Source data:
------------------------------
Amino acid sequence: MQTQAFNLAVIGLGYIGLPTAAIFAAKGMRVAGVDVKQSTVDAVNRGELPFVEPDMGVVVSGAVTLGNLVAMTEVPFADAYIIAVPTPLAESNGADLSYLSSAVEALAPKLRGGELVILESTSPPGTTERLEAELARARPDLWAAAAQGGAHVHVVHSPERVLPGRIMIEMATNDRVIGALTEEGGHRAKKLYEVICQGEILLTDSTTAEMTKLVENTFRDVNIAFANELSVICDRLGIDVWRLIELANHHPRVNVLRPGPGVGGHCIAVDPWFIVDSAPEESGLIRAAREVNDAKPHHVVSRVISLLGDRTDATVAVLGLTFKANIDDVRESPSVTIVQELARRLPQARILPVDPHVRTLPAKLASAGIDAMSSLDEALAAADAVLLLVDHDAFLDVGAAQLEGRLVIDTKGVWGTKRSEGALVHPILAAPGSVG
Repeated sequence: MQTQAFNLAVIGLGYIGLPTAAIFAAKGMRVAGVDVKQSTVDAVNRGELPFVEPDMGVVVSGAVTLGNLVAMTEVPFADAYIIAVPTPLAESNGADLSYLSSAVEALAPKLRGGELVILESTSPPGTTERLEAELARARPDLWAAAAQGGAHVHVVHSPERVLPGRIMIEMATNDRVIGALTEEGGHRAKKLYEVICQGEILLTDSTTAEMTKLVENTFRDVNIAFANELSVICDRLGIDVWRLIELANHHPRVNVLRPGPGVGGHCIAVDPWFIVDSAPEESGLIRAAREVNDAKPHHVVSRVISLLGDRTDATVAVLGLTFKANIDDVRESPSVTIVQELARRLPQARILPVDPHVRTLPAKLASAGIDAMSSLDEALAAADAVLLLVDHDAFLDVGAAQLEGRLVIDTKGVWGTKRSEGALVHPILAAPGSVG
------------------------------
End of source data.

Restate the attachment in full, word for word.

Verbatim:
Amino acid sequence: MQTQAFNLAVIGLGYIGLPTAAIFAAKGMRVAGVDVKQSTVDAVNRGELPFVEPDMGVVVSGAVTLGNLVAMTEVPFADAYIIAVPTPLAESNGADLSYLSSAVEALAPKLRGGELVILESTSPPGTTERLEAELARARPDLWAAAAQGGAHVHVVHSPERVLPGRIMIEMATNDRVIGALTEEGGHRAKKLYEVICQGEILLTDSTTAEMTKLVENTFRDVNIAFANELSVICDRLGIDVWRLIELANHHPRVNVLRPGPGVGGHCIAVDPWFIVDSAPEESGLIRAAREVNDAKPHHVVSRVISLLGDRTDATVAVLGLTFKANIDDVRESPSVTIVQELARRLPQARILPVDPHVRTLPAKLASAGIDAMSSLDEALAAADAVLLLVDHDAFLDVGAAQLEGRLVIDTKGVWGTKRSEGALVHPILAAPGSVG
Repeated sequence: MQTQAFNLAVIGLGYIGLPTAAIFAAKGMRVAGVDVKQSTVDAVNRGELPFVEPDMGVVVSGAVTLGNLVAMTEVPFADAYIIAVPTPLAESNGADLSYLSSAVEALAPKLRGGELVILESTSPPGTTERLEAELARARPDLWAAAAQGGAHVHVVHSPERVLPGRIMIEMATNDRVIGALTEEGGHRAKKLYEVICQGEILLTDSTTAEMTKLVENTFRDVNIAFANELSVICDRLGIDVWRLIELANHHPRVNVLRPGPGVGGHCIAVDPWFIVDSAPEESGLIRAAREVNDAKPHHVVSRVISLLGDRTDATVAVLGLTFKANIDDVRESPSVTIVQELARRLPQARILPVDPHVRTLPAKLASAGIDAMSSLDEALAAADAVLLLVDHDAFLDVGAAQLEGRLVIDTKGVWGTKRSEGALVHPILAAPGSVG